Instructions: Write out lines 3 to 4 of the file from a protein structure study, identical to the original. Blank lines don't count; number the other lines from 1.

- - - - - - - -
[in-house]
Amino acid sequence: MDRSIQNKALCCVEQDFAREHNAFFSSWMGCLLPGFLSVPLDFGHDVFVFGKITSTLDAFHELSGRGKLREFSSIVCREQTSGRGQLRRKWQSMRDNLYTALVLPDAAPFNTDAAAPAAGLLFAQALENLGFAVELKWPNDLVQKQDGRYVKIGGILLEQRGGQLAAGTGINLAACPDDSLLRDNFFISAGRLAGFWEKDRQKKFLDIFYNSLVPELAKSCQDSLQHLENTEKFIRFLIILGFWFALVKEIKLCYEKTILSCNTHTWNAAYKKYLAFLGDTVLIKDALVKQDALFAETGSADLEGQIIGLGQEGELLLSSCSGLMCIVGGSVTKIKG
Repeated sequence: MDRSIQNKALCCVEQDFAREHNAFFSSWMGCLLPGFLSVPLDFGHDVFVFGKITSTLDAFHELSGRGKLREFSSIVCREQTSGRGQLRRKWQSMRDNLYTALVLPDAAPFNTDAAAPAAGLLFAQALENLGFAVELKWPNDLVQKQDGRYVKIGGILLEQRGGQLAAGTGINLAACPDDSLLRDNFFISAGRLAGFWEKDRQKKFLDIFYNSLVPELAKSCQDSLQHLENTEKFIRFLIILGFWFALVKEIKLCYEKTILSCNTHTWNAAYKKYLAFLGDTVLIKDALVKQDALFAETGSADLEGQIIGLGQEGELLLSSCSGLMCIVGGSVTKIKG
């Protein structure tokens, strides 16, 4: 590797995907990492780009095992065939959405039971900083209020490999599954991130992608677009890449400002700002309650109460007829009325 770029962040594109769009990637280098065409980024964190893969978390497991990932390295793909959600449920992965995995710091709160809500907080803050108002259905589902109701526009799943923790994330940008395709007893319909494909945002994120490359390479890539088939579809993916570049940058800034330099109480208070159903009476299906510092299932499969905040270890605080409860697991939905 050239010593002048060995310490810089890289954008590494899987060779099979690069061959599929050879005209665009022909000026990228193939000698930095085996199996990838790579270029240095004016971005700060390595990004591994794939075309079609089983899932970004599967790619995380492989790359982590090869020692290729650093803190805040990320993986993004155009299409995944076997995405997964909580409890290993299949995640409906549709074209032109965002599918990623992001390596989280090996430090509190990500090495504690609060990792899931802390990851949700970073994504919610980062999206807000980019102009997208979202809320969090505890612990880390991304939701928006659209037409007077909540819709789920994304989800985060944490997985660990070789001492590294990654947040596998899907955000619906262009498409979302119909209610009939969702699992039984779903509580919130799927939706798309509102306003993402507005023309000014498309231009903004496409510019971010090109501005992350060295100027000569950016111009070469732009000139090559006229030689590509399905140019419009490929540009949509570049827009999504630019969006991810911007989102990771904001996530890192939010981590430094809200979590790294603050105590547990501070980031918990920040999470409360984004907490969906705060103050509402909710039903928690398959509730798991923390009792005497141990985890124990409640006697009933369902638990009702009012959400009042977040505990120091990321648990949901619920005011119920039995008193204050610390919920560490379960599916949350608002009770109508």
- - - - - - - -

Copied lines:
Repeated sequence: MDRSIQNKALCCVEQDFAREHNAFFSSWMGCLLPGFLSVPLDFGHDVFVFGKITSTLDAFHELSGRGKLREFSSIVCREQTSGRGQLRRKWQSMRDNLYTALVLPDAAPFNTDAAAPAAGLLFAQALENLGFAVELKWPNDLVQKQDGRYVKIGGILLEQRGGQLAAGTGINLAACPDDSLLRDNFFISAGRLAGFWEKDRQKKFLDIFYNSLVPELAKSCQDSLQHLENTEKFIRFLIILGFWFALVKEIKLCYEKTILSCNTHTWNAAYKKYLAFLGDTVLIKDALVKQDALFAETGSADLEGQIIGLGQEGELLLSSCSGLMCIVGGSVTKIKG
């Protein structure tokens, strides 16, 4: 590797995907990492780009095992065939959405039971900083209020490999599954991130992608677009890449400002700002309650109460007829009325 770029962040594109769009990637280098065409980024964190893969978390497991990932390295793909959600449920992965995995710091709160809500907080803050108002259905589902109701526009799943923790994330940008395709007893319909494909945002994120490359390479890539088939579809993916570049940058800034330099109480208070159903009476299906510092299932499969905040270890605080409860697991939905 050239010593002048060995310490810089890289954008590494899987060779099979690069061959599929050879005209665009022909000026990228193939000698930095085996199996990838790579270029240095004016971005700060390595990004591994794939075309079609089983899932970004599967790619995380492989790359982590090869020692290729650093803190805040990320993986993004155009299409995944076997995405997964909580409890290993299949995640409906549709074209032109965002599918990623992001390596989280090996430090509190990500090495504690609060990792899931802390990851949700970073994504919610980062999206807000980019102009997208979202809320969090505890612990880390991304939701928006659209037409007077909540819709789920994304989800985060944490997985660990070789001492590294990654947040596998899907955000619906262009498409979302119909209610009939969702699992039984779903509580919130799927939706798309509102306003993402507005023309000014498309231009903004496409510019971010090109501005992350060295100027000569950016111009070469732009000139090559006229030689590509399905140019419009490929540009949509570049827009999504630019969006991810911007989102990771904001996530890192939010981590430094809200979590790294603050105590547990501070980031918990920040999470409360984004907490969906705060103050509402909710039903928690398959509730798991923390009792005497141990985890124990409640006697009933369902638990009702009012959400009042977040505990120091990321648990949901619920005011119920039995008193204050610390919920560490379960599916949350608002009770109508």